Once the world starts to be pummelled regularly by famines, crop failures, desertification, water scarcity, economic depressions, weather catastrophes, and cultural collapse, we’ll be so caught up in physical, social, economic and political turmoil that we may not even see the knockout punch coming — India/Pakistan nuclear war, a major bioterrorist attack, or emergence of a new superdisease to take the place of Smallpox and the Plague, or some similar rapidly escalating catastrophe that will simply get out of control. There simply won’t be time for us to step back from the brink as we did at least twice in the 20th century. Whether this holocaust is nuclear or biological, the result will be what scientists call an Extinction Event — a sudden drastic change in Earth’s absolute biomass and its constituent makeup. There will be a huge drop in human population as well as a similar drop in the populations of all the species that have cast their lot in with us — the major animals and high-carb grains we eat, plus the pets, rodents, insects, weeds and diseases that feed on or thrive in dense urban and monoculture environments. Whether the rest of life on Earth is better or worse as a result of this Extinction will depend on its direct cause — if it’s a human-specific disease like Smallpox, the rest of the planet’s life could recover and thrive quickly, whereas if it’s nuclear war or an undifferentiated bioweapon, its impact on the whole ecosystem could be as profound as the meteorite that wiped out the dinosaurs and much of the rest of the planet’s species 60 million years ago. Scientists currently seem to believe that the next cycle of life will be dominated by birds and insects — creatures that can fly above the devastation and cover long distances to find scarce food. Apres nous les dragons.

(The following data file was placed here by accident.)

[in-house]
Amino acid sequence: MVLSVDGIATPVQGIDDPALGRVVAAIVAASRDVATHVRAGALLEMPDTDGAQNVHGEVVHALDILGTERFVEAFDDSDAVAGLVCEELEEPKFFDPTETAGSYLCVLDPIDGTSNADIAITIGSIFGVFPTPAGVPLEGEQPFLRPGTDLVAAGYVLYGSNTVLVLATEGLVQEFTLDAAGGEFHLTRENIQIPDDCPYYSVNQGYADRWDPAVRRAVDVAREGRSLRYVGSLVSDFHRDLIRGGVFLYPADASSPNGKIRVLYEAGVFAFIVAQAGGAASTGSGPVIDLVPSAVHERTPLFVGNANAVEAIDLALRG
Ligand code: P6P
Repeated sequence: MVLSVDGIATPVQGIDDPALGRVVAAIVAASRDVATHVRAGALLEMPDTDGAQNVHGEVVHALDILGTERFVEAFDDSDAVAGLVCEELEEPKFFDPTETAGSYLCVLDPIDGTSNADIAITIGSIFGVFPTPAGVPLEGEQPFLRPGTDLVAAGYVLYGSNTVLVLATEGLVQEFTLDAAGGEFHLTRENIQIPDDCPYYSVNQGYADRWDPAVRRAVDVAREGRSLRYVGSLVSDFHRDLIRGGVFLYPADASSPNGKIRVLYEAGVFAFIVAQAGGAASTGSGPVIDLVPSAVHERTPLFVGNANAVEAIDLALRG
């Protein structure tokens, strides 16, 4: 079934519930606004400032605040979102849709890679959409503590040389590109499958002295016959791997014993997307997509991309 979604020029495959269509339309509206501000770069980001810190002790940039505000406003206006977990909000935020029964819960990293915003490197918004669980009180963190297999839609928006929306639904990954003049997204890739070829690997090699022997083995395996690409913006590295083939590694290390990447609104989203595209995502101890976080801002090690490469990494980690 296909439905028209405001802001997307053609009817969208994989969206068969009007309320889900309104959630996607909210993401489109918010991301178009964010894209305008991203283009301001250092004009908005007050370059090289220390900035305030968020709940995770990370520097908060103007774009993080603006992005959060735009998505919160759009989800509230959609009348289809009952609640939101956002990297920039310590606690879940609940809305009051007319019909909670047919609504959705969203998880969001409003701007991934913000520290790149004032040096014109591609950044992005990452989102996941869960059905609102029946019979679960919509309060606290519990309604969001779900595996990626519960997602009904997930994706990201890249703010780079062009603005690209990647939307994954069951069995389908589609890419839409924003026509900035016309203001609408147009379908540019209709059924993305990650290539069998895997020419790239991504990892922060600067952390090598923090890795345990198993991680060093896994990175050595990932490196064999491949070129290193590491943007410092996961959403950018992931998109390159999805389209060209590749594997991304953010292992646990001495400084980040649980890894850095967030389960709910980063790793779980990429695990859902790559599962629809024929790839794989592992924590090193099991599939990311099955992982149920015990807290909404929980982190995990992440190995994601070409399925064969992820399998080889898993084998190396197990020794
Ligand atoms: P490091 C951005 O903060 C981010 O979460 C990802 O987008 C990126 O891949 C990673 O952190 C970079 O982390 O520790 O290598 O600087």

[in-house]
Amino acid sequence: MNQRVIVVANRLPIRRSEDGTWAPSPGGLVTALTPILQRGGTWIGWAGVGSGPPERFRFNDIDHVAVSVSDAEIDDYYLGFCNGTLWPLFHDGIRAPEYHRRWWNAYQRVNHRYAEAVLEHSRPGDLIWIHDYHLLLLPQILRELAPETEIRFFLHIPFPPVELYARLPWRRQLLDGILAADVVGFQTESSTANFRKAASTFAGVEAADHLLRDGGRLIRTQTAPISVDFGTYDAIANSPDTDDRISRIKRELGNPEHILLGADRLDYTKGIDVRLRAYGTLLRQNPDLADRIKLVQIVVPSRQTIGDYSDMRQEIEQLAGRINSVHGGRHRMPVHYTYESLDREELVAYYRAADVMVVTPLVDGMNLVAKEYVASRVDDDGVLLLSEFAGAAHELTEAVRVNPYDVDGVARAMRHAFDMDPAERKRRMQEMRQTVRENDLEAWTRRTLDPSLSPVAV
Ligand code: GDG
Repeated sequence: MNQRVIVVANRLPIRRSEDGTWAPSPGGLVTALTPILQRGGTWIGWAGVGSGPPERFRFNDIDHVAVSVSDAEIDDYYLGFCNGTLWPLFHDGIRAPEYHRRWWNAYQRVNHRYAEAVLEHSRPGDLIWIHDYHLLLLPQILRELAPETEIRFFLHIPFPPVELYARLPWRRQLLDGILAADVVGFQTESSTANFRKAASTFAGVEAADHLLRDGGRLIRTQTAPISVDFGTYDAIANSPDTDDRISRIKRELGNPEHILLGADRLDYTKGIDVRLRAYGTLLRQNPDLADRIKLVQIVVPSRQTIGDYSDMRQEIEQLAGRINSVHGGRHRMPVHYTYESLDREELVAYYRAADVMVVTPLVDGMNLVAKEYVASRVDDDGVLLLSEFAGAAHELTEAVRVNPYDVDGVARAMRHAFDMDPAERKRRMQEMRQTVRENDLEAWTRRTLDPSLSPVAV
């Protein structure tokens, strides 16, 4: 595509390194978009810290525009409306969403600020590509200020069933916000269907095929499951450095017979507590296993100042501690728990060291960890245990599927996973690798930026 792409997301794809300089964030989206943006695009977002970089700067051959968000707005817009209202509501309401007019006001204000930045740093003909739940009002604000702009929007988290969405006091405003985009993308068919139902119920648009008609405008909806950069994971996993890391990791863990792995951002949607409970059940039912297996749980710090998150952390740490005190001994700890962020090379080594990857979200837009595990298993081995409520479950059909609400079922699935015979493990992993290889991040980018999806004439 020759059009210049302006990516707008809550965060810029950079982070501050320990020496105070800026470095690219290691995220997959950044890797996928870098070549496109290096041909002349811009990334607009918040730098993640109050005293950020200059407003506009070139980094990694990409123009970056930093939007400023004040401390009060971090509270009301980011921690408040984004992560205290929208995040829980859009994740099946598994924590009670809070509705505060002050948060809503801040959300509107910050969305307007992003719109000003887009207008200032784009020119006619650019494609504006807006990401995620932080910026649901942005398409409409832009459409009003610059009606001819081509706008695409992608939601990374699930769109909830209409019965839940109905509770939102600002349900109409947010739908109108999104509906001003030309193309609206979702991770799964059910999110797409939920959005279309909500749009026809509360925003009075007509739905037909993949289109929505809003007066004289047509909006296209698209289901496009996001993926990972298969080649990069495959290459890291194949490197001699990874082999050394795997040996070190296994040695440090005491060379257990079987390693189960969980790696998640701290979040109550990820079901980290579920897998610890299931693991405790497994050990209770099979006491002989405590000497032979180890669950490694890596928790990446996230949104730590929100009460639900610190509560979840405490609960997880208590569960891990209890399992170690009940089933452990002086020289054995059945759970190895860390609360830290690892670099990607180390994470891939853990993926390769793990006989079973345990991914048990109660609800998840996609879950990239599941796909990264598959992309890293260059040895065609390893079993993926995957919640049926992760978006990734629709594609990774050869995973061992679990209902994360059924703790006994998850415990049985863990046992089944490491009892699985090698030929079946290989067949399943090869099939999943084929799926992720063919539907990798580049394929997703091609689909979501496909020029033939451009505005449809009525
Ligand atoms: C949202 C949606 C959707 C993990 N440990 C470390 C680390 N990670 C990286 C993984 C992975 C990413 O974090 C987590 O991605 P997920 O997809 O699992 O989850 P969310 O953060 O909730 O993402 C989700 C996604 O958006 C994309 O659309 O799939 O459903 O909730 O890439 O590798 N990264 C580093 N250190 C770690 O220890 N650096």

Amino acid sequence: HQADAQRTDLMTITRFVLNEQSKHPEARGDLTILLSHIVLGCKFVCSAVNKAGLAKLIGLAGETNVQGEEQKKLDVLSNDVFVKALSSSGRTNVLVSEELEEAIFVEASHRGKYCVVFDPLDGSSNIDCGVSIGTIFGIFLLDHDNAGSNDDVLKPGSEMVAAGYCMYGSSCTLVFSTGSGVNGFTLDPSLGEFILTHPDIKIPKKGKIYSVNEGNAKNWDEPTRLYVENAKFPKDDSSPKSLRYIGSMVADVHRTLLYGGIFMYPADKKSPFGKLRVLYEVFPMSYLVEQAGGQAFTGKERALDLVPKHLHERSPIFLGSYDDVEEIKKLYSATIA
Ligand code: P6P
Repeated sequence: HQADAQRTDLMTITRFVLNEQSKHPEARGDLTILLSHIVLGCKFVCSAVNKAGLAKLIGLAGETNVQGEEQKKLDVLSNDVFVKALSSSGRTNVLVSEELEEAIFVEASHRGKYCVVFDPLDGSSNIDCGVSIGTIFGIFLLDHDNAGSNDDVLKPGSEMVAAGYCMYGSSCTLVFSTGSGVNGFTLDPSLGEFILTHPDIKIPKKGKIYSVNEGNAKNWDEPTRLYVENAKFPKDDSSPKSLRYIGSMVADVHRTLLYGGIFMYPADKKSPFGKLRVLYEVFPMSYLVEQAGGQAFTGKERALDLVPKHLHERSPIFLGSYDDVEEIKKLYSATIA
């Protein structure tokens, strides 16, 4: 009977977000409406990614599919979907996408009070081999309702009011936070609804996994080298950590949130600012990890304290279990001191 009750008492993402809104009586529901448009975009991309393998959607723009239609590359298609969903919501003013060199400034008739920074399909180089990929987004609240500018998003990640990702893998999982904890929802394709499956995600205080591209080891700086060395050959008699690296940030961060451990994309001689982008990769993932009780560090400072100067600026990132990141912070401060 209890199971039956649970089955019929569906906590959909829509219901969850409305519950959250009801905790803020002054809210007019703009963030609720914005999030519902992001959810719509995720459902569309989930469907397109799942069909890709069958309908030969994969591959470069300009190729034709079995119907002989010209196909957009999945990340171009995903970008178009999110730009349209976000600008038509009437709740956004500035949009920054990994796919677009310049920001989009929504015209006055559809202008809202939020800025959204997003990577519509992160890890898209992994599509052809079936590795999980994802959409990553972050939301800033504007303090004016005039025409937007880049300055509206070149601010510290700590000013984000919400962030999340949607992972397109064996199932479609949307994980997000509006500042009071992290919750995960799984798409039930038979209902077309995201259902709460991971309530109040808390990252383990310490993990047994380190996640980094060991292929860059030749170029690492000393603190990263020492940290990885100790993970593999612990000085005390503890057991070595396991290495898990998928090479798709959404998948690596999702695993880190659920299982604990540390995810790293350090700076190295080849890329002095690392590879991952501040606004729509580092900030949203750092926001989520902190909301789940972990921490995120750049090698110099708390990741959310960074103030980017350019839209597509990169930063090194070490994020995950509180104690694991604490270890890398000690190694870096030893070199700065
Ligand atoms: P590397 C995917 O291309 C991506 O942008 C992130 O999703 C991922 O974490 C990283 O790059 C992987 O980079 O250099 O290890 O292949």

Nature abhors absolutes, and it is unlikely that either humans or our co-dependent life species will be completely wiped out by an Extinction Event. At least not immediately. Depending on the nature and cause of the Event, the human survivors could find themselves with a second chance — back in an Eden with the opportunity to build a new culture and society that melds a simple hunter-gatherer-gardener economy together with those technologies still relevant in a post-apocalyptic world. Or, if the Event leaves the planet seriously poisoned, we could instead be a marginalized, poorly-adapted, struggling minor part of a new global ecosystem dominated by those species better suited than we to what we have wrought, until evolution brings our wretched history to an ignominious end — a whimper after the bang.

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  1. gbreez says:

    Thank heavens I am already depressed or this might have caused it. There is too much granite in Maine for me to dig a hole to hide in, but I am considering taking up serious drinking.OK, so I live on a mini-farm that until recently had goats for meat, milk & cheese (& will prob. again), chickens for eggs, supports a large organic garden, I eat tons of wild greens, rarely drive anywhere, & spend hours reading & writing (mostly reading) blogs, sending emails & faxes to errant officials, working on myself, working on personal & social change, jury-rigging aging machines to extend their lives, recycling everything possible, yelling at people for buying plastic… and, none of this is going to make any difference? Back to the idea about serious drinking. At least I have not eaten anyone recently though I am very economically depressed and may give it some thought. What’s a body to do? Besides vote for Kerry/Edwards & pray?I am glad you are back. :)